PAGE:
The story is told through a first person point of view, primarily in the present tense. I knew it was a risky choice from the beginning. There are plenty of opinions out there against choosing such a foolhardy combination—it’s too intimate, too limiting, et cetera. I fought the decision for a while before realizing there was no other way to tell this story the way I wanted to tell it. I needed the intimacy, and I wanted to play off the limitations.

In the end, I learned that there is no right or wrong way. Some choices are safer than others, but do I aspire to be safe? Is that what I want my work to be known for? What’s most important is how it all comes together. That often involves a bit of magic, something hard to define, but one critical ingredient is voice. That’s what brings a story to life, arguably more so when it’s a first person point of view. People want to get lost in a story. Technical sins can be forgiven when the reader is captivated. I’ve loved plenty of books with generous heaps of head-hopping, telling (rather than showing), and all manner of things authors are told to avoid. I didn’t care or notice, because I was immersed, the characters felt real, and I bought it all.

Everything is subjective, of course. There are readers (not to mention editors and agents) who might judge a book more harshly based on its tense or point of view. A reader will either connect with the voice, or they won’t. But I learned to trust my instincts without overthinking them. I’d rather connect deeply with a smaller group of readers through a distinct voice than be considered safe enough by the masses.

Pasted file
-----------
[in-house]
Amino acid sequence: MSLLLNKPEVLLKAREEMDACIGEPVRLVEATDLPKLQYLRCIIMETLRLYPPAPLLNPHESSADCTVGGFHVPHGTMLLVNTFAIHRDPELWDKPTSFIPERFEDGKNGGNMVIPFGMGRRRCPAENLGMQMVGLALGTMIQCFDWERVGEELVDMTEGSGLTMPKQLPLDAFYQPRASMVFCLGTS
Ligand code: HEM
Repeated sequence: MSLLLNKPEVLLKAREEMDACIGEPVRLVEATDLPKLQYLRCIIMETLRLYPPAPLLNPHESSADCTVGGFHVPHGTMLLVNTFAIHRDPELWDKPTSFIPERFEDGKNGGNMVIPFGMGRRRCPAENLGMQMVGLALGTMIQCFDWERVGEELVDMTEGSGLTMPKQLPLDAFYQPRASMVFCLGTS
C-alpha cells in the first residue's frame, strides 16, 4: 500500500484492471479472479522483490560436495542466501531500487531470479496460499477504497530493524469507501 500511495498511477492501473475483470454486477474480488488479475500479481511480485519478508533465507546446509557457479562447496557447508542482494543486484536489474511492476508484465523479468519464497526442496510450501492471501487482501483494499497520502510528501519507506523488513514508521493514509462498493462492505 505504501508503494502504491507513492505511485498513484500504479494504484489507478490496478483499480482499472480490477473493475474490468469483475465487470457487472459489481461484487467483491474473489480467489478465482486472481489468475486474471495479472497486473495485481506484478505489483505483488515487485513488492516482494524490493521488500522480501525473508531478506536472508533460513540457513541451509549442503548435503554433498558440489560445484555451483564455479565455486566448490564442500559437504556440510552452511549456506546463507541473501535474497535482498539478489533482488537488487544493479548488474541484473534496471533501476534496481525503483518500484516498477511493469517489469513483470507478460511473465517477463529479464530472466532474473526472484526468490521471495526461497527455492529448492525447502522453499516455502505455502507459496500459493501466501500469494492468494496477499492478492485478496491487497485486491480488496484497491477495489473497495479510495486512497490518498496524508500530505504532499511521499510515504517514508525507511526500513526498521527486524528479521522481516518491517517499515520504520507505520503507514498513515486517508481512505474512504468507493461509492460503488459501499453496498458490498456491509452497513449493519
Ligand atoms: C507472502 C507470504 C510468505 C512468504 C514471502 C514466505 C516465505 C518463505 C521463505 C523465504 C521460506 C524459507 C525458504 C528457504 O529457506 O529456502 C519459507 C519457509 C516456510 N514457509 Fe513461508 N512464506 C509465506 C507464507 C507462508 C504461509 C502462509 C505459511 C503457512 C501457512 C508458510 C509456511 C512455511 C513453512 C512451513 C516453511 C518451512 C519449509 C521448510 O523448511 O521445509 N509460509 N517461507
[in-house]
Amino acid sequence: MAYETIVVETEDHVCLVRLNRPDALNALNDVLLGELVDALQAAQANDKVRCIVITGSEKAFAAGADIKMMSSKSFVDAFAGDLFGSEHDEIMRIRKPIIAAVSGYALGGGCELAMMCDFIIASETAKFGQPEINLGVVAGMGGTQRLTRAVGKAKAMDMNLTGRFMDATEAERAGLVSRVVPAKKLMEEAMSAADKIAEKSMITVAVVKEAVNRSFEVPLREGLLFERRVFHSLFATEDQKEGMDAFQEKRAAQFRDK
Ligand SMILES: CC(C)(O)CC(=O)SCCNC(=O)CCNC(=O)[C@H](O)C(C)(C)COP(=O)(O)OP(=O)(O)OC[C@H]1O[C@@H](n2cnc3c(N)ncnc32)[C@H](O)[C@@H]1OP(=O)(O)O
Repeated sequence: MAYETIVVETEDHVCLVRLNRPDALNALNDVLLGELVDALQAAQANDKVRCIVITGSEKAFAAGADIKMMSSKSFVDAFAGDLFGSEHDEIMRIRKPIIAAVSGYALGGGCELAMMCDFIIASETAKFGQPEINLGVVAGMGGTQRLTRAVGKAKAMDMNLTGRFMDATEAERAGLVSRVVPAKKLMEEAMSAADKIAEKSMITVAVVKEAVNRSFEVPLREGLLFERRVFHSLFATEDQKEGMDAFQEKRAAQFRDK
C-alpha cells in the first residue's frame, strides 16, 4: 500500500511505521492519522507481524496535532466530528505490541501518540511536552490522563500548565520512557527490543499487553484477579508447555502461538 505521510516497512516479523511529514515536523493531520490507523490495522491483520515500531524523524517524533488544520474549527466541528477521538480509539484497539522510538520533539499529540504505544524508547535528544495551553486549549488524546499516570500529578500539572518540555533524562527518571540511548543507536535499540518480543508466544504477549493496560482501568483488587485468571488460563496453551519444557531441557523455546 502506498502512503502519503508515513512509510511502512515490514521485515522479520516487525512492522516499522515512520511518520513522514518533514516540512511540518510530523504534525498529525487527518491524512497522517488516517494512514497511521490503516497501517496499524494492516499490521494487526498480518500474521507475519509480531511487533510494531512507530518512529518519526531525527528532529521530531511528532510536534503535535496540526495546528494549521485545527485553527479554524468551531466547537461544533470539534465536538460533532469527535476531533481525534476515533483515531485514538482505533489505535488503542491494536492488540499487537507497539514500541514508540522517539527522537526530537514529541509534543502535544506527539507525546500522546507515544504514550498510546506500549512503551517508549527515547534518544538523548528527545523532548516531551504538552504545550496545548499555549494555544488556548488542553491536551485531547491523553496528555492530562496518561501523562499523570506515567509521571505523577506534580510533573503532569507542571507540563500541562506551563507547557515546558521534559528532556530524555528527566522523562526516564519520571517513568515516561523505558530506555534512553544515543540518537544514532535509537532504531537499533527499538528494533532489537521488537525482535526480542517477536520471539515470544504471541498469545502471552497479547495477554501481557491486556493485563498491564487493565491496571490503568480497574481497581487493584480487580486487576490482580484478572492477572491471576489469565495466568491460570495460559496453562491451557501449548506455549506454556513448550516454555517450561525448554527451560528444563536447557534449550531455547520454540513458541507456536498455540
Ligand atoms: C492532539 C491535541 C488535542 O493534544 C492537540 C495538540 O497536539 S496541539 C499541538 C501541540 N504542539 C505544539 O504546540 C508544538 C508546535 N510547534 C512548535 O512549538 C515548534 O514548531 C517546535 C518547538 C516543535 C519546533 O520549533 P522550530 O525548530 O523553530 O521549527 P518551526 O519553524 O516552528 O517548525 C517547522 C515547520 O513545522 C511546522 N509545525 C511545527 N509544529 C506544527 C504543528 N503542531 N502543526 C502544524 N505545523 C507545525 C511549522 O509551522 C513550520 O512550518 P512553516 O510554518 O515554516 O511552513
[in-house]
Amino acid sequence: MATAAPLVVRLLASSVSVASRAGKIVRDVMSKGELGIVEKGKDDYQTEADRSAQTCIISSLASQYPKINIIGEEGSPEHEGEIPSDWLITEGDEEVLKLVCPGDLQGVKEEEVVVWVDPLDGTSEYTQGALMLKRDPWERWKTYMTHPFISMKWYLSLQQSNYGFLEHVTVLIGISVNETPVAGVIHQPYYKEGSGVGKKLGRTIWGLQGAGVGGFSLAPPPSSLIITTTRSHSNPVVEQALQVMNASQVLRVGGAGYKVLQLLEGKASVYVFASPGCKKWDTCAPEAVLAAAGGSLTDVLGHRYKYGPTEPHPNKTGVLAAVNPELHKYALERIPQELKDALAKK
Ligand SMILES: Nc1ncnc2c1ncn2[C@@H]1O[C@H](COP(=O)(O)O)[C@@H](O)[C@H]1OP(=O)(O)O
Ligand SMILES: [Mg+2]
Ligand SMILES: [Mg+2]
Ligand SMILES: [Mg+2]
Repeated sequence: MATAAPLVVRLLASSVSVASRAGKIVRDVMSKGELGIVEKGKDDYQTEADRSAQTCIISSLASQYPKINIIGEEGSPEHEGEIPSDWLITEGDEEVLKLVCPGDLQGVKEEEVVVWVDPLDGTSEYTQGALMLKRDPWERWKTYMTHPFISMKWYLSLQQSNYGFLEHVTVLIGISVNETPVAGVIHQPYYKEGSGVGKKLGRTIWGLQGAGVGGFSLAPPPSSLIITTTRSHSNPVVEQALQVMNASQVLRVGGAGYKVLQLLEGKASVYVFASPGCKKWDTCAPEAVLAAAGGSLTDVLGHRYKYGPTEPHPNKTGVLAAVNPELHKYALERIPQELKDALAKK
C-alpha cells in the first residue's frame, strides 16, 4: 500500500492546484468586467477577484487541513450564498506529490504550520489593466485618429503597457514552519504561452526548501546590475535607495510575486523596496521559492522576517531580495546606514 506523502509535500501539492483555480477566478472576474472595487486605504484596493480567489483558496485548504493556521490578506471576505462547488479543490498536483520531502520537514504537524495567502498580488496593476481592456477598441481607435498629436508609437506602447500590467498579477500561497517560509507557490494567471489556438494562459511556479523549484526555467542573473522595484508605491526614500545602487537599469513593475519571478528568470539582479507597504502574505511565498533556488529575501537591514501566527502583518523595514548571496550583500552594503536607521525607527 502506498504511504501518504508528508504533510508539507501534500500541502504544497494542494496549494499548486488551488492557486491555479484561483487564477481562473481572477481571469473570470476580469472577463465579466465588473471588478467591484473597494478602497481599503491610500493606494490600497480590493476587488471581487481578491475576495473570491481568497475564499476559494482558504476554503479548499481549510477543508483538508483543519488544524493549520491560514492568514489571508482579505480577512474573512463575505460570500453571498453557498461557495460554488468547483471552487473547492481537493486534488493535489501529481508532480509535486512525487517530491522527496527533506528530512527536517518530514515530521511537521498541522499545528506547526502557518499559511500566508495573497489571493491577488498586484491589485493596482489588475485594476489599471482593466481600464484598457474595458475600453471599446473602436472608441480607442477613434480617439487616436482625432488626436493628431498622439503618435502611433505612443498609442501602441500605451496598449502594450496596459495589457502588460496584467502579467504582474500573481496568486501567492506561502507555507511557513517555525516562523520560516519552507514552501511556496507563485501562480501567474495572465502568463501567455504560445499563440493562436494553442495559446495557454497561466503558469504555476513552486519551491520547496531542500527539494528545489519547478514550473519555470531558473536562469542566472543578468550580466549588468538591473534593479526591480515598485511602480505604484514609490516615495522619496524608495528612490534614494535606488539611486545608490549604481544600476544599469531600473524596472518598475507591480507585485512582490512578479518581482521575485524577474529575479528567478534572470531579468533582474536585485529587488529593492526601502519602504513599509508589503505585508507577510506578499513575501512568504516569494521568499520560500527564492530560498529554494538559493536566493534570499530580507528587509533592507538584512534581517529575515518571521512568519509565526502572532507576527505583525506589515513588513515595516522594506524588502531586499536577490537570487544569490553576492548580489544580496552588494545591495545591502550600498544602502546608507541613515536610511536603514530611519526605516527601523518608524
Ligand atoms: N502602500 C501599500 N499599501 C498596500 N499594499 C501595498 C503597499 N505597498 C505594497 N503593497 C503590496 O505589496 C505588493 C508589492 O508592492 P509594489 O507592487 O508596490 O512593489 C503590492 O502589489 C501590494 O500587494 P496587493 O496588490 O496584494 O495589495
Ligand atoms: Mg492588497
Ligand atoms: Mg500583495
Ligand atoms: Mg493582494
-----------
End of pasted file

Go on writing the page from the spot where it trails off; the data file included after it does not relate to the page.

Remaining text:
Music is as close a friend as coffee

I become rather fixated when in the throes of writing a novel. I know the story won’t work unless I’m obsessed with it. Motivation to write isn’t usually a problem for me, but certain things help the words flow more freely. Music is one of these things.

I don’t usually listen to music while I’m writing—far too distracting!—but I curate a different soundtrack for the novels I write. These songs imprint themselves onto the DNA of the story, capturing its mood and atmosphere. I’ll listen to them before a writing session to help myself slip into the right mindset, or while I’m pondering the story’s intricate details or larger shape. There’s a symbiosis between music and literature that I find so valuable as a writer.

While I wrote my first novel, After Elias, I had two albums playing on repeat: Battle Born by The Killers, and Conscious by Broods. “Le lac” by Julien Doré and “Holy Ghost” by BØRNS are also songs that I associate closely with the story.

There’s no such thing as a British accent

One of the characters is a woman honeymooning alone on the Mexican island where the novel is set. She’s from London, and she spoke with a British accent until I realized that such an accent doesn’t exist. English-speaking North Americans, such as myself, tend to lump together all things British. There are so many different accents throughout Britain that even drawing distinctions between English, Scottish, and Welsh would be overly simplified, but at least it’s a start. Thus, my character now speaks with an English accent.


Eddy Boudel Tan is the author of After Elias (Fall 2020) and The Rebellious Tide (Summer 2021). His work depicts a world much like our own—the heroes are flawed, truth is distorted, and there is as much hope as there is heartbreak. He’s currently writing his third novel at home in Vancouver.